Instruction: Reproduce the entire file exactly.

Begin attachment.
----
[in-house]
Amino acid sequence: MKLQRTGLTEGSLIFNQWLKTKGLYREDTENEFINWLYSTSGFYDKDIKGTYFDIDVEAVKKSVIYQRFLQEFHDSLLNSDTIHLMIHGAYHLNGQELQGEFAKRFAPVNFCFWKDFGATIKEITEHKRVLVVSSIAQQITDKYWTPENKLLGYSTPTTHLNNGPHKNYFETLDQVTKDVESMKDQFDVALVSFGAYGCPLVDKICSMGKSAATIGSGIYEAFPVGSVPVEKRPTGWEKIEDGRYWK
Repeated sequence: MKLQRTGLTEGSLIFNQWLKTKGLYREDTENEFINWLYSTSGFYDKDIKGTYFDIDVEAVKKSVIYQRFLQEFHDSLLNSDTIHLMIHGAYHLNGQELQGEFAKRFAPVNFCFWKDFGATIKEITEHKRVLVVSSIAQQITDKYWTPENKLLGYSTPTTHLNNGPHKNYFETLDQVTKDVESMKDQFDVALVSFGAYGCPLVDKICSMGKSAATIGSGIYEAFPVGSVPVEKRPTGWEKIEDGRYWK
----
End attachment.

[in-house]
Amino acid sequence: MKLQRTGLTEGSLIFNQWLKTKGLYREDTENEFINWLYSTSGFYDKDIKGTYFDIDVEAVKKSVIYQRFLQEFHDSLLNSDTIHLMIHGAYHLNGQELQGEFAKRFAPVNFCFWKDFGATIKEITEHKRVLVVSSIAQQITDKYWTPENKLLGYSTPTTHLNNGPHKNYFETLDQVTKDVESMKDQFDVALVSFGAYGCPLVDKICSMGKSAATIGSGIYEAFPVGSVPVEKRPTGWEKIEDGRYWK
Repeated sequence: MKLQRTGLTEGSLIFNQWLKTKGLYREDTENEFINWLYSTSGFYDKDIKGTYFDIDVEAVKKSVIYQRFLQEFHDSLLNSDTIHLMIHGAYHLNGQELQGEFAKRFAPVNFCFWKDFGATIKEITEHKRVLVVSSIAQQITDKYWTPENKLLGYSTPTTHLNNGPHKNYFETLDQVTKDVESMKDQFDVALVSFGAYGCPLVDKICSMGKSAATIGSGIYEAFPVGSVPVEKRPTGWEKIEDGRYWK